Bell To Allow HSPA Devices To Be Unlocked

MobileSyrup reports that Bell will allow unlocking of HSPA devices when it launches the network in November.  In order to unlock, customers must have an active account older than 30 days, still be responsible for their contract, and pay a one-time fee.


  1. Telus has specifically excluded this in their new terms
    Their new terms that took effect Oct. 1 (resulting in my complaint under the new CWTA Code of Conduct) specifically exclude this. Just another reason to choose someone other than Telus, I guess.

  2. Vincent Clement says:

    Perhaps if Bell didn’t charge $2.99 a minute to make a call in Europe, people wouldn’t be so quick to unlock their cellphones. The cost of most phone calls (cell or landline, local or long distance) should be near zero cents today. Bell’s $51.20/MB rate for data is a winner too – how they can charge that much is beyond me.

  3. nice try Bell
    …or you can unlock your phone for free whenever you want since it’s your property. Better yet, don’t buy some locked-down defective phone on a ridiculously expensive installment plan from a telco.

  4. … or you could just unlock your phone whenever you want for free since it’s your property. Better yet, don’t buy a locked-down defective phone from your telco on a rip-off monthly financing plan.

  5. The unlock fee is the killer
    rumors suggest the unlock fee is as high as $250. ouch.

  6. Laurel L. Russwurm says:

    whose property is it anyway?
    What I want to know is when the rules of ownership changed. When I was a kid I switched Barbie heads all the time. If I wanted to break something I owned it was between me and my parents and the government or the manufacturer had no say in the matter. When I was a kid, if I bought a transistor radio I could take it apart if I wanted to. I could even take parts of two different radios and build a whole new one out of the bits without having to fear the RCMP would arrive at my doorstep.

    Selling a piece of equipment that has been deliberately crippled should not be legal. Yet that’s what all the Canadian cel phone companies seem to do. We almost bought the Bell Mobility phones a few years ago but the cripple-ware was insane. So we tried the Telus ones, mostly for the GPS. In practice the GPS only worked about 25% of the time but we were sure charged enough for it. (The three times we actually needed it it didn’t work.) And the hours spent trying to get the problem fixed or credits.

    When did consumers lose our rights?

    We need Industry Canada to crack down on manufacturers who are taking advantage of consumers through DRM. I would think that Canadian consumers should have at least as much consideration under Canadian Law as big corporations.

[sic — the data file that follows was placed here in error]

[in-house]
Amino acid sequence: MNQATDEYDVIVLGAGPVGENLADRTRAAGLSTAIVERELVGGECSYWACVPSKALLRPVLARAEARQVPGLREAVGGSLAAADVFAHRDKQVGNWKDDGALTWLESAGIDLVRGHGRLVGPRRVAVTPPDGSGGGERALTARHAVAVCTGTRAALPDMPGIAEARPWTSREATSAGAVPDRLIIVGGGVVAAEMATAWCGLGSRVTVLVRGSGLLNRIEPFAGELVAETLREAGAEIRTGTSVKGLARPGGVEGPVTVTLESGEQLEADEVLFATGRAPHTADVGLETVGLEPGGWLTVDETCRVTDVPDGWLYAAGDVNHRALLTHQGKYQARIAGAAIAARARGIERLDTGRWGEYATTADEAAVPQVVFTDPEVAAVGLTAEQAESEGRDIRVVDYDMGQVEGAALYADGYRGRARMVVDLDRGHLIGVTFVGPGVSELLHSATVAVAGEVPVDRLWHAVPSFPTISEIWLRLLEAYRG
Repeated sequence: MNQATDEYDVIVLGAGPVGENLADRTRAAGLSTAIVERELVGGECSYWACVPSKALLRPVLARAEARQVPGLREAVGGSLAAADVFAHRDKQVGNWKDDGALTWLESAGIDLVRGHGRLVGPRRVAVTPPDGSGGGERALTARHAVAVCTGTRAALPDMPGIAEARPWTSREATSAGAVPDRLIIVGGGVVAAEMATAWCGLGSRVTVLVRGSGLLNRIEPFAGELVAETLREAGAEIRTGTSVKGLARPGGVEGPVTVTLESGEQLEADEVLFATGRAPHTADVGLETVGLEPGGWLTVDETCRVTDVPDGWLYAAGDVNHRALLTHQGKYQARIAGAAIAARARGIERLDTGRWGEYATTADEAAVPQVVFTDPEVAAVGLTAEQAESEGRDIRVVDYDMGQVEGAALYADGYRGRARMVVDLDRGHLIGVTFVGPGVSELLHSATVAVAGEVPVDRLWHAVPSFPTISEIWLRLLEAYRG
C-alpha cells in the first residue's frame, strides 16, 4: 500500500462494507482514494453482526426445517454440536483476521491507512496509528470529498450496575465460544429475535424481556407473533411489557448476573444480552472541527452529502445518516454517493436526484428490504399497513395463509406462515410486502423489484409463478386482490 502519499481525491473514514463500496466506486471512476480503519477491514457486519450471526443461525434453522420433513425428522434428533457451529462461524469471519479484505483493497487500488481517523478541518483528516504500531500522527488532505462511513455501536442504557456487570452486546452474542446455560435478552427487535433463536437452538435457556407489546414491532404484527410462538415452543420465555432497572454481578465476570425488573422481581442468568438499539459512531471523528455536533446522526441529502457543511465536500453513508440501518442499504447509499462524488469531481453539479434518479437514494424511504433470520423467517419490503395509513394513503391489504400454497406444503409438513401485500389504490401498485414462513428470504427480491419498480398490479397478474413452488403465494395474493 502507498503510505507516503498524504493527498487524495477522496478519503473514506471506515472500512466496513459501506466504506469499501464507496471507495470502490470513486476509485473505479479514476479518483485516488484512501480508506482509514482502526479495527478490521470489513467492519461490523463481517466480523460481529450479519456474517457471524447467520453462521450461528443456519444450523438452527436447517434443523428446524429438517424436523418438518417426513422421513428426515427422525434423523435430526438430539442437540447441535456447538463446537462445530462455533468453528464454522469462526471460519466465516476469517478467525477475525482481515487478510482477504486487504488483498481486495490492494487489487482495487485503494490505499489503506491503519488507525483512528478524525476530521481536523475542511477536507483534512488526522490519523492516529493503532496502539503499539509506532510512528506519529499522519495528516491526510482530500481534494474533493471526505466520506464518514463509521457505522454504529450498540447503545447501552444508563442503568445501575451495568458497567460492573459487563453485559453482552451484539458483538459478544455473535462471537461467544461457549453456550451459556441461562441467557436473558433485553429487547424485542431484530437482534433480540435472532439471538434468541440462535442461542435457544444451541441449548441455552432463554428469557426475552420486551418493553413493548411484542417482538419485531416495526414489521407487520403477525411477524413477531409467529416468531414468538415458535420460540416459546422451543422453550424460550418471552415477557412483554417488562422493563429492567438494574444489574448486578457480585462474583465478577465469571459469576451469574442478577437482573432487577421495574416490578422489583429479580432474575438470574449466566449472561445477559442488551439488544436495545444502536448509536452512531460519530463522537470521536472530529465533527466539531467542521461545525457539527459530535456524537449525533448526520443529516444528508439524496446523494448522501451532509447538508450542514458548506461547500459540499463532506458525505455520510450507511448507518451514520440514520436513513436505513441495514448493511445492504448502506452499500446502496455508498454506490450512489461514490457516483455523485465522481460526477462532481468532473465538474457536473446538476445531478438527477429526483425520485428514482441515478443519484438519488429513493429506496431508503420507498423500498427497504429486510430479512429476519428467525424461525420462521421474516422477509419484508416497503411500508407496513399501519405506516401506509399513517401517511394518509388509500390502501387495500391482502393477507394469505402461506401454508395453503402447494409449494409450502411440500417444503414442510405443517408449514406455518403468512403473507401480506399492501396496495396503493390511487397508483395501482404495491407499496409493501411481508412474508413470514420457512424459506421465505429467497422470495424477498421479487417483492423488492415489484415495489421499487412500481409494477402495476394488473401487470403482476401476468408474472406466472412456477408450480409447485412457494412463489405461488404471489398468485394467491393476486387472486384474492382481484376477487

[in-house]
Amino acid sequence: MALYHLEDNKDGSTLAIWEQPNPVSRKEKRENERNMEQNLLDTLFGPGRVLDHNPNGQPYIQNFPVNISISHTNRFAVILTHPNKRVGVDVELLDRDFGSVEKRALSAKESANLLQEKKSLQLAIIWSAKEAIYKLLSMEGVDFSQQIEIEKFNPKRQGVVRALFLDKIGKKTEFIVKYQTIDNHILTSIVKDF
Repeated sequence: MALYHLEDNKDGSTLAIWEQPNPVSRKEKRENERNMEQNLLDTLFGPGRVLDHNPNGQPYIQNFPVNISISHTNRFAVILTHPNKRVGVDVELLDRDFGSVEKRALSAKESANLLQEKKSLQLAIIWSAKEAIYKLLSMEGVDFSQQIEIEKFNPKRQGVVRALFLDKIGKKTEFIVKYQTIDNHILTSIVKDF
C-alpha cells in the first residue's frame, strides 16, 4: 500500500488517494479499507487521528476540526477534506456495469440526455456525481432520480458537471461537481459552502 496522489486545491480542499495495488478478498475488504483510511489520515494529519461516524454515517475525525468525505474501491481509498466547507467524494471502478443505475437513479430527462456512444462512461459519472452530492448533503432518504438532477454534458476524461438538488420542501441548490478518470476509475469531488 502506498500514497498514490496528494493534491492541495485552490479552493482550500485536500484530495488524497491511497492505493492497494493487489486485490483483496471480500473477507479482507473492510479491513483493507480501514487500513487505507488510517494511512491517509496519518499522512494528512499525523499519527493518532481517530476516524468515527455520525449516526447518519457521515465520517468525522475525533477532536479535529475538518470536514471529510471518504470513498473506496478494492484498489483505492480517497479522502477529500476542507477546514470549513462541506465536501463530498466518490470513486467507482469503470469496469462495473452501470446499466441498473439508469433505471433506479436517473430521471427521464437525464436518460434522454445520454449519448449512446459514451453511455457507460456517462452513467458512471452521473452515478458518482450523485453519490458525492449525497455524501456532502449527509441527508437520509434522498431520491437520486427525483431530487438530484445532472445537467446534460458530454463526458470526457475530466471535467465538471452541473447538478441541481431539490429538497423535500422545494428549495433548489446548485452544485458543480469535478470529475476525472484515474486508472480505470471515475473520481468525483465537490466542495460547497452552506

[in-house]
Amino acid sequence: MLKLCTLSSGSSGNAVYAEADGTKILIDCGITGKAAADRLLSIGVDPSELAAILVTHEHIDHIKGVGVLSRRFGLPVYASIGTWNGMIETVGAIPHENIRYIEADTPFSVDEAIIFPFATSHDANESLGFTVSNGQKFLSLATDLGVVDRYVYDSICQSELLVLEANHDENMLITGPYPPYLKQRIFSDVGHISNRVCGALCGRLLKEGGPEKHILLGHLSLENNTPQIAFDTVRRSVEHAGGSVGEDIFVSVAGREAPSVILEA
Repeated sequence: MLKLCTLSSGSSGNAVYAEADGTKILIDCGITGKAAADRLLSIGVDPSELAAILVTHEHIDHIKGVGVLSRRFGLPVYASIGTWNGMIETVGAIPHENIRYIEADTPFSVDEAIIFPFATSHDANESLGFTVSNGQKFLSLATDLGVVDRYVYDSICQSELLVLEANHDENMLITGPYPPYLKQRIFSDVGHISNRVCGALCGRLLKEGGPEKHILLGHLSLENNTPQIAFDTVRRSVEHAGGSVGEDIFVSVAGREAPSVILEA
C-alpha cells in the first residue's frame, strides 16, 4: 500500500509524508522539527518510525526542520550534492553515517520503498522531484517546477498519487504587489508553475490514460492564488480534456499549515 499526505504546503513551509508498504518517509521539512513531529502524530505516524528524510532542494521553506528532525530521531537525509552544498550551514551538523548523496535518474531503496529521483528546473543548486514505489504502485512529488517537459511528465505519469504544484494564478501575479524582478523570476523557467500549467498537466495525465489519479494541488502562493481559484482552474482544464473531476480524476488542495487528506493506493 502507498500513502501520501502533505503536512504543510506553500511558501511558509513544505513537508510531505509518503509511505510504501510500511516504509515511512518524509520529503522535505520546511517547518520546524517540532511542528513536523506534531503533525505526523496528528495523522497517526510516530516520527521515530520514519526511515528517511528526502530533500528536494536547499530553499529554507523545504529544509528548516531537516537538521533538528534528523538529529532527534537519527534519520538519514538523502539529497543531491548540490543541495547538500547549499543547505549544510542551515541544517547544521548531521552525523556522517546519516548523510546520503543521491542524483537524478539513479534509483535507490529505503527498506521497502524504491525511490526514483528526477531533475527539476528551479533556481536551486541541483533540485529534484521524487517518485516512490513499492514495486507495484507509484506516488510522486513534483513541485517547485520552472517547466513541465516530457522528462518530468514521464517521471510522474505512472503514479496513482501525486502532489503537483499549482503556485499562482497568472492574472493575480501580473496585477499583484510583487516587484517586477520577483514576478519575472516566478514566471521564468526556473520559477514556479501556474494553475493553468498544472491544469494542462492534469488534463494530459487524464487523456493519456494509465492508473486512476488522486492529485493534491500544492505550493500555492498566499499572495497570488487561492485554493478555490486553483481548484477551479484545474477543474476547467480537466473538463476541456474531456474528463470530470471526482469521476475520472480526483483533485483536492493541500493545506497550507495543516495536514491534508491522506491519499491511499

7. great…?
    So they will sell you a crippled phone… hook you into a X-year contract… and then CHARGE YOU MORE to un-cripple it?

    In what world is this acceptable behavior for a corporation? Or anyone for that matter?

    I think I’ll put a new lock on my car door that has a different key than the ignition, then sell it to some poor sucker… and then charge him an additional fee to unlock the doors.

    Absurd? Thats basically what Bell will be doing.

  8. Vincent Clement says:

    I just unlocked my Tour for under $19. The unlock code was on sale plus I had a 50% discount. Something tells me that Bell Canada won’t be selling unlock codes for $19. In fact, they’ll probably require you to come into a store so you can get charged both by Bell Mobility and the store (like the hardware upgrade fee, er, fees).

  9. It’s a small step, to be sure, but it’s in the right direction
    Much as I side with most of the upset comments above, this is still a big step in the right direction. Look at that announcment – they are admmitting that there is a difference between locked and unlocked, that they sell one way and not the other, that phones can be changed, and that they can do it.

    Prices can be changed – corporate attitudes are way tougher. This one step will be a great talking point when you are speaking to Rogers or Telus.

    If they take one final step and offer device-less plans, then we can finally start to have a real market in devices, and not be bound by the carriers idea of what we should use on their network.

    This is a big dose of transparency, and long overdue.

  10. A step in the right direction…
    sure. Be nice to see if Rogers ever starts to unlock phones again. They used to, prior to getting roaming agreements with a number of providers. Once they got that, however, they got dollar signs in their eyes and started to refuse to unlock (for instance PAYG roaming US $2 per min, UK $2.50 per minute, Carribean $4 per minute).